Objectives: To compare the types of patients selected for coronary angiography (CA) and coronary artery bypass graft (CABG) surgery, and the appropriateness of the procedures performed on these patients in a random sample of cases in British Columbia and Ontario.
Design: Retrospective randomized medical record review.
Setting: All hospitals performing CA and/or CABG in British Columbia and Ontario in fiscal year 1989/90.
Patients: For CA, 395 randomly selected patients in Ontario and 139 randomly selected patients in British Columbia; for CABG, 431 randomly selected patients in Ontario and 125 randomly selected patients in British Columbia.
Main outcome measures: Case selection was measured in terms of the demographic and clinical characteristics of patients undergoing the procedures. Appropriateness was measured by comparing the clinical characteristics of patients undergoing the procedures with explicit criteria established by a panel of Canadian physicians. The yield from CA was measured as the proportion of patients who were found to have insignificant anatomical disease.
Results: Analysis of patients selected for CA showed that sample patients from Ontario were less likely than those from British Columbia to be female (25% versus 37%, respectively, P = 0.012) and less likely to have undergone a previous revascularization (12% versus 24%, respectively, P = 0.005). The distribution of main indications for CA differed between the two provinces (P = 0.002), with Ontario patients more likely to have chronic stable angina (45% versus 24%) and less likely to have unstable angina (16% versus 26%). For CABG, sample patients from Ontario were less likely to be 65 years of age or older (32% versus 45%, P = 0.016) and more likely to have an ejection fraction less than 35% (14% versus 5%, P = 0.006). The distribution of the main indications for CABG differed (P < 0.001), with Ontario patients more likely to have chronic stable angina (68% versus 38%) and less likely to have unstable angina (20% versus 43%). There was no statistically significant difference in CA cases rated as inappropriate (8.4% in Ontario versus 10.8% in British Columbia, P = 0.396) or CABG cases rated as inappropriate (3.9% in Ontario versus 2.4% in British Columbia, P = 0.393). There were no statistically significant differences in the proportion of CA that yielded insignificant anatomical disease (17.5% in Ontario versus 18.4% in British Columbia, P = 0.355).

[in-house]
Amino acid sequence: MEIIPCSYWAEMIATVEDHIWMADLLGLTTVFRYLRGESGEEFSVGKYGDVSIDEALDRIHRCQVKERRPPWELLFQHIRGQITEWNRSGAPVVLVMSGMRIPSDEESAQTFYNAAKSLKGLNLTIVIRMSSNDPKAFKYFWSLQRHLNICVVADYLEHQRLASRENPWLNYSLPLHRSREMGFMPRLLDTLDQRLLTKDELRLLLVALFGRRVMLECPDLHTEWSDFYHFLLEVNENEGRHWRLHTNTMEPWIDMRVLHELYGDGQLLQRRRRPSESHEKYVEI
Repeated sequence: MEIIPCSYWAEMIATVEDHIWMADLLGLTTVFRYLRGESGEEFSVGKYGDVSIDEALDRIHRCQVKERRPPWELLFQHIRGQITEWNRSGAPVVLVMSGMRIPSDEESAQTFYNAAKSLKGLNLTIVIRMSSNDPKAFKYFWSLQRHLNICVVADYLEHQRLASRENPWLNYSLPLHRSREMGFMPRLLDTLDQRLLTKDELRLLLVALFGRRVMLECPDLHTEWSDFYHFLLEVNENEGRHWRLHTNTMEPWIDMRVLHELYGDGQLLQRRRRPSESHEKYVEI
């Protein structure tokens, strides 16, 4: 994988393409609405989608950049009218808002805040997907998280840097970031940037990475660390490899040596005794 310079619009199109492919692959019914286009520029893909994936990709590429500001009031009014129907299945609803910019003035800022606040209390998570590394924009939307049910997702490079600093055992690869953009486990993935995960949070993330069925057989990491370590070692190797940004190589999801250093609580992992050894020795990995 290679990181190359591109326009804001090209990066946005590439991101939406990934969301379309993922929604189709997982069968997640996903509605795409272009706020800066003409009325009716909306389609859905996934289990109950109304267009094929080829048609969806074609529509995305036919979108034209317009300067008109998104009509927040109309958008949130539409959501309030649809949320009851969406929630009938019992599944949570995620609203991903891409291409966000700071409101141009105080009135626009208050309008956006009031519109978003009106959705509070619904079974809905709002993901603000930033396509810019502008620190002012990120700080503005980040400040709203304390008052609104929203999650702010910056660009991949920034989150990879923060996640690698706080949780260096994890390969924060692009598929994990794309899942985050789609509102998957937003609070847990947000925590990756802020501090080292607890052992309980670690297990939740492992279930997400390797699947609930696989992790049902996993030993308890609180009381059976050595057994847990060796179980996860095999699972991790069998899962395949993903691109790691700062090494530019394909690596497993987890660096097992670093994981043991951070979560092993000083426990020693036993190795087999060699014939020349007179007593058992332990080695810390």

Conclusions: There were differences between Ontario and British Columbia in the demographic and clinical characteristics of patients selected for CA and CABG. This may indicate differences in the referral process in the two provinces. Despite these differences the rates of inappropriate procedures and the yield from CA were similar.